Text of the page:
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Posted
  • Location: Liphook
  • Location: Liphook

samkeep,I've said for a while that providing its got good atmopsheric condtions that a system could form in sea temps of just 24C and thats what has happened,its probably a hybird system,but it is a hurricane with a eyewall and eye,which has held steady for the past 2 days now.

So it being upgraded last night doesn't suprise me.

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Posted
  • Location: New Zealand
  • Location: New Zealand
This is true, but I think we understand the general rule that Hurricanes tend not to form in cooler seas. They normally need SSTs of 27c, the fact that this Hurricane has formed in SSTs of 24c obviously bucks the trend. We must however realise that this is a freak exception to the rule and unlikely to alter our thinking a great deal. On the plus side it does give us an opportunity to learn what conditions are needed for development of a tropical system over cooler seas.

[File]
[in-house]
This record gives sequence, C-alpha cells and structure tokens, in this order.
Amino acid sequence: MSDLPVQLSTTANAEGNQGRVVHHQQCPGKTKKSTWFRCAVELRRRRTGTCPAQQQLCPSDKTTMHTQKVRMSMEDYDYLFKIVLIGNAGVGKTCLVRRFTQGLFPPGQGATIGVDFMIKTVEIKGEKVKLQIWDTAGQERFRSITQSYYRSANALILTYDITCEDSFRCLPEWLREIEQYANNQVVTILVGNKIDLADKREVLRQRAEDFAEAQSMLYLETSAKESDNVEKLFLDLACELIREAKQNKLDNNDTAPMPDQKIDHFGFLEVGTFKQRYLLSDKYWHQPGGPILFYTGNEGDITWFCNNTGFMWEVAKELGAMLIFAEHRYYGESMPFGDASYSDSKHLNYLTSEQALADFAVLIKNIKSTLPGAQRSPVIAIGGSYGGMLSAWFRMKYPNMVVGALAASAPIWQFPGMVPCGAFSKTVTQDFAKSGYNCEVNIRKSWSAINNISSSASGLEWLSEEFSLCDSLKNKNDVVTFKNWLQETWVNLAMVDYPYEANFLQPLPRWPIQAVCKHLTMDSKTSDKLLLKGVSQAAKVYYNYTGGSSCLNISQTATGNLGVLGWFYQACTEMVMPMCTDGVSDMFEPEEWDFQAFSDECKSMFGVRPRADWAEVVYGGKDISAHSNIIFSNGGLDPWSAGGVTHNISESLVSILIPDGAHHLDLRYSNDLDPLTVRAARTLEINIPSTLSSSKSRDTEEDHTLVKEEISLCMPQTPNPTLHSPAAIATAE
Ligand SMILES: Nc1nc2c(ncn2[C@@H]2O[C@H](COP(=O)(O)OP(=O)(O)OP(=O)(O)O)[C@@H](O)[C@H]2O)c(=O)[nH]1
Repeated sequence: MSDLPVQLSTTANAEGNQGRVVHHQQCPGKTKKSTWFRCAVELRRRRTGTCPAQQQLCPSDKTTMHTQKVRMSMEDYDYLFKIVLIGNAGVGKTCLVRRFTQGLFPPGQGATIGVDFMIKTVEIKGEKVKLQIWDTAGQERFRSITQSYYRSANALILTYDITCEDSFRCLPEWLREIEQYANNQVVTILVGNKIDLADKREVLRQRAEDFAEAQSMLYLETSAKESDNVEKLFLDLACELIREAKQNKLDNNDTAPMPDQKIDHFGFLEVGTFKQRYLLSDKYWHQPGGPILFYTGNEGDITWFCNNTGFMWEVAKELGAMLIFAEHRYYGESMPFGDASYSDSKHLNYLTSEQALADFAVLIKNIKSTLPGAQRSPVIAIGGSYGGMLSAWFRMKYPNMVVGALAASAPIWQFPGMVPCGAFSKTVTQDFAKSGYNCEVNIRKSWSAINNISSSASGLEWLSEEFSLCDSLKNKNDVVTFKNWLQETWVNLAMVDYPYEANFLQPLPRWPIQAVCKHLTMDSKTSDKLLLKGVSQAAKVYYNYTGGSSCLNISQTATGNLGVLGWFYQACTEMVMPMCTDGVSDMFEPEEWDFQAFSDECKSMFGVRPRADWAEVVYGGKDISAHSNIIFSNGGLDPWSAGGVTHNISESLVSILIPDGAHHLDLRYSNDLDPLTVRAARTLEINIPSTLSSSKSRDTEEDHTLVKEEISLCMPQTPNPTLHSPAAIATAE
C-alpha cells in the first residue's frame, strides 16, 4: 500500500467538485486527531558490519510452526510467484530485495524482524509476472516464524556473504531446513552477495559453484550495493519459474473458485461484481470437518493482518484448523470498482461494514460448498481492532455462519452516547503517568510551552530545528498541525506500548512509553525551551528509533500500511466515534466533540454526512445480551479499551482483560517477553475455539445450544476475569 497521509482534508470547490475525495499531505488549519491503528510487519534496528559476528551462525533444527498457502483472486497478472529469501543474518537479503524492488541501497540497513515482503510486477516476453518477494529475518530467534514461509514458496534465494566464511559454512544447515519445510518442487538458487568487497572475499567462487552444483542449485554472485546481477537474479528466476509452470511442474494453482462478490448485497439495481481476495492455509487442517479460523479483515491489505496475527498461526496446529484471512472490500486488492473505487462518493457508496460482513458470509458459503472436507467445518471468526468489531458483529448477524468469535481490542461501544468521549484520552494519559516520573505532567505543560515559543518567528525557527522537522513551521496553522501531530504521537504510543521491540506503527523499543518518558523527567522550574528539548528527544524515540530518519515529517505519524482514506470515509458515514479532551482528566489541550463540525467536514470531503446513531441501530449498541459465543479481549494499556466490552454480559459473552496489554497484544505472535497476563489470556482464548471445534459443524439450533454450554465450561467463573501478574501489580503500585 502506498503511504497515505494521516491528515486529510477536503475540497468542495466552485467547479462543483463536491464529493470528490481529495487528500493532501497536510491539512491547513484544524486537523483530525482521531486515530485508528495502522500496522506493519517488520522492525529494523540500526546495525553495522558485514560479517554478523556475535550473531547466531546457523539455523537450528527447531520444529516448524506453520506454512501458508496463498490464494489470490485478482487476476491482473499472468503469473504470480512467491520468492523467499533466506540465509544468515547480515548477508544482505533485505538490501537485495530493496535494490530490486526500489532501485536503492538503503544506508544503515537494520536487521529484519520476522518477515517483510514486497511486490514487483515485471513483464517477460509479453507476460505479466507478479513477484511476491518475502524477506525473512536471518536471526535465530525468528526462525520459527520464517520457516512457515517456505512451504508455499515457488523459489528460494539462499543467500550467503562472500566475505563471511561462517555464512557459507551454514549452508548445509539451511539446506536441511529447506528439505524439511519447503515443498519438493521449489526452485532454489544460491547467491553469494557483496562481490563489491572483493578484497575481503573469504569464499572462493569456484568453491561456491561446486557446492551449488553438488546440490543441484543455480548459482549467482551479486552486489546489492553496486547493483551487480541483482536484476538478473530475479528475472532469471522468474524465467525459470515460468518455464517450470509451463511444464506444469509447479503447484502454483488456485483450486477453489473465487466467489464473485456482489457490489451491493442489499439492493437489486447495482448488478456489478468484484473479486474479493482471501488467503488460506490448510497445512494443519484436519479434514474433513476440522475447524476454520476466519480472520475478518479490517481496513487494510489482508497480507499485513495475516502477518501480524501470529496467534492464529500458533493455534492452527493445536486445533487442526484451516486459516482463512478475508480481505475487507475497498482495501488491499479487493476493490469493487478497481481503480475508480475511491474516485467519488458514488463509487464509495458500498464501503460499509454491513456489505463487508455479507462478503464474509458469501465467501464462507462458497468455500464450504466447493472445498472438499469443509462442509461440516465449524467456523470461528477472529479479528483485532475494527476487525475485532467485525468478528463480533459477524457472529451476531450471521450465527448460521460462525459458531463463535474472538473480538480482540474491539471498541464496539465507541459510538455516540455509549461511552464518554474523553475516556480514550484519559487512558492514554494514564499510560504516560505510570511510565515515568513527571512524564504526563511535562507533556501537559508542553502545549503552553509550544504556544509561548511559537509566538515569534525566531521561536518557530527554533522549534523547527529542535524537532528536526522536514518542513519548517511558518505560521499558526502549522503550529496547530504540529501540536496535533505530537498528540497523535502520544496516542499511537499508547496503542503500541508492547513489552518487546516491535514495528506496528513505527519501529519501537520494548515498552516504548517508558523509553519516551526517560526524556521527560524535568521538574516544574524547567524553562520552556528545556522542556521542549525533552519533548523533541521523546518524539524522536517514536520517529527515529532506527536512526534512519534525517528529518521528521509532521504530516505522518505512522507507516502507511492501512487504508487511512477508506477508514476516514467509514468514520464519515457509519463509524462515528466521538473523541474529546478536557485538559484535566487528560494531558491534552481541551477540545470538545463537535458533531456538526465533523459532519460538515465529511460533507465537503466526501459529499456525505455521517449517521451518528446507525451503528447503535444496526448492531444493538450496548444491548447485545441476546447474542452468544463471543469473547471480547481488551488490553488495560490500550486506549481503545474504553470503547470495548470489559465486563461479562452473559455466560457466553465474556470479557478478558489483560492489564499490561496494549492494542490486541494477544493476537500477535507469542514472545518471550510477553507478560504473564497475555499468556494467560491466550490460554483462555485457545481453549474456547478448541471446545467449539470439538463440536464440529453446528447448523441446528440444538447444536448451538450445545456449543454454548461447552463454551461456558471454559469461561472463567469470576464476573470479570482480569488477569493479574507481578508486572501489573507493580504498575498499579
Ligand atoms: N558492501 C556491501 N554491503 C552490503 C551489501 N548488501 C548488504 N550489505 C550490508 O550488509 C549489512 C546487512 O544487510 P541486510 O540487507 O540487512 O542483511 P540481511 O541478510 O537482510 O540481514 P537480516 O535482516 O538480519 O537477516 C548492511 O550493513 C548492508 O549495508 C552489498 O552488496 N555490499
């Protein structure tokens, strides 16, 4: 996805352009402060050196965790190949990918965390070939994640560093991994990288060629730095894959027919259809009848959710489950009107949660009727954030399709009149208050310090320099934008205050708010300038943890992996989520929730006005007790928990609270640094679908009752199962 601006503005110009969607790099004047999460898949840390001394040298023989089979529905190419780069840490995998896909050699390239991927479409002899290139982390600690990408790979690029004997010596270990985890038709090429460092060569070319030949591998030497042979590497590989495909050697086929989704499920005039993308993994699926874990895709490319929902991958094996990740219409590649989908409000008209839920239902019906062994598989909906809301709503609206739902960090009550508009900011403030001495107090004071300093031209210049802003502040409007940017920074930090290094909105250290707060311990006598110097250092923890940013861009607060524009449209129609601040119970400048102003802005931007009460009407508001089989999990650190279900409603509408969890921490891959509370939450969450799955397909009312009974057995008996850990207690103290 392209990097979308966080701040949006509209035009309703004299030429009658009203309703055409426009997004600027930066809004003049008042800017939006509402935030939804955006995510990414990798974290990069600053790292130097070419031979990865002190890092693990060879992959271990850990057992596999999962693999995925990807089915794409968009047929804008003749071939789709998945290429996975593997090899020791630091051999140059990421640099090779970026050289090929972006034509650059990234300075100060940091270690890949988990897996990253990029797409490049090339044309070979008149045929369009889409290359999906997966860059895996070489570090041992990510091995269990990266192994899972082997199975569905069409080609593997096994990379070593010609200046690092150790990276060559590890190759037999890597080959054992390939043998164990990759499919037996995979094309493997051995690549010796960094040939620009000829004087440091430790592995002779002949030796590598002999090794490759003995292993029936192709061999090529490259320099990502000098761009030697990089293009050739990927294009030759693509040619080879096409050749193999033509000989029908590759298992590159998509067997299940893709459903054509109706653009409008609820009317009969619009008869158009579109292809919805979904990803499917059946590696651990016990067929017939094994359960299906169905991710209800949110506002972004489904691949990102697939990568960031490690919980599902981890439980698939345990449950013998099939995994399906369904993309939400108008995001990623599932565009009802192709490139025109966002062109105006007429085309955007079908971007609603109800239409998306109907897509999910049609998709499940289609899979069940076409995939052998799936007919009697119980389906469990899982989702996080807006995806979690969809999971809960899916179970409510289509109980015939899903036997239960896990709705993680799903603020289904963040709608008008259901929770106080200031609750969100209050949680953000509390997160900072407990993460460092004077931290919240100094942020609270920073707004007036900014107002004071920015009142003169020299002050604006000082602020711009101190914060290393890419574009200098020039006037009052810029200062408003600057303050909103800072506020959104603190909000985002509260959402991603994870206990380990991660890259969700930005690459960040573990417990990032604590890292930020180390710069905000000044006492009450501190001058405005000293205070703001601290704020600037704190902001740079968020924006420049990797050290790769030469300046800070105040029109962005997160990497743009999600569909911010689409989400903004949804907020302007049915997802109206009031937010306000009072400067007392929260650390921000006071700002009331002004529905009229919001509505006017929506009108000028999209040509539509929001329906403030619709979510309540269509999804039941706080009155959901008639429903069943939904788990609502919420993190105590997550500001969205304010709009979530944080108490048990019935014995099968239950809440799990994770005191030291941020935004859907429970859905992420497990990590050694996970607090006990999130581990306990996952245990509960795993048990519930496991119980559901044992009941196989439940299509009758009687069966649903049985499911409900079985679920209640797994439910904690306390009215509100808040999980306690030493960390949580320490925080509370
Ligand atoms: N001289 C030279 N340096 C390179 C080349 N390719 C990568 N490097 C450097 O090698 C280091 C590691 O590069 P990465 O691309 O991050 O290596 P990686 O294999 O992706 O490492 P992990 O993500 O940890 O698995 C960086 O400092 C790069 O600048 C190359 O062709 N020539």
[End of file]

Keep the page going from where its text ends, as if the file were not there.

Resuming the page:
As Donald Rumsfeld said (in far more confusing words than I will)...

There are things know that we don't know.

There are things we don't know that we don't know.

It's the latter of the two that usually come back too haunt us.

I'm not saying that you're wrong - I have no right, and there's no reason from what we know now to say that you are. That said, if science found something new that completely turnd hurricane theory on its head, it wouldn't be the first time that science has had egg on it's face for such a thing.